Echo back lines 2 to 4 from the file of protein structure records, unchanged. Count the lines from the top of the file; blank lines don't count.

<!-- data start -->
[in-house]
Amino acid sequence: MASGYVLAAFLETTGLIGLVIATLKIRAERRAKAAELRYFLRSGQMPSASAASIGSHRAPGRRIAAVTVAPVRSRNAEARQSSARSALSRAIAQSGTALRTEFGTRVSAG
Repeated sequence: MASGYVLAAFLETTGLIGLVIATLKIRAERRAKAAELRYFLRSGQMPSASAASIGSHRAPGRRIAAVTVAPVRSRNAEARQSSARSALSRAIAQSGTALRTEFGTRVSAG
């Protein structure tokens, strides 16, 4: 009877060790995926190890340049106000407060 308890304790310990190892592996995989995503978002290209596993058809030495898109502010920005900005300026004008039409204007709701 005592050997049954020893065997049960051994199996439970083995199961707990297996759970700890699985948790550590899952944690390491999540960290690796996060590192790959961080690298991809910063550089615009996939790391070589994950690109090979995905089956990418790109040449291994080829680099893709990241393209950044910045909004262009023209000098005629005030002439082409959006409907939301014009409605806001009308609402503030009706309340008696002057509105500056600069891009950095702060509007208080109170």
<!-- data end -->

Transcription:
Amino acid sequence: MASGYVLAAFLETTGLIGLVIATLKIRAERRAKAAELRYFLRSGQMPSASAASIGSHRAPGRRIAAVTVAPVRSRNAEARQSSARSALSRAIAQSGTALRTEFGTRVSAG
Repeated sequence: MASGYVLAAFLETTGLIGLVIATLKIRAERRAKAAELRYFLRSGQMPSASAASIGSHRAPGRRIAAVTVAPVRSRNAEARQSSARSALSRAIAQSGTALRTEFGTRVSAG
């Protein structure tokens, strides 16, 4: 009877060790995926190890340049106000407060 308890304790310990190892592996995989995503978002290209596993058809030495898109502010920005900005300026004008039409204007709701 005592050997049954020893065997049960051994199996439970083995199961707990297996759970700890699985948790550590899952944690390491999540960290690796996060590192790959961080690298991809910063550089615009996939790391070589994950690109090979995905089956990418790109040449291994080829680099893709990241393209950044910045909004262009023209000098005629005030002439082409959006409907939301014009409605806001009308609402503030009706309340008696002057509105500056600069891009950095702060509007208080109170």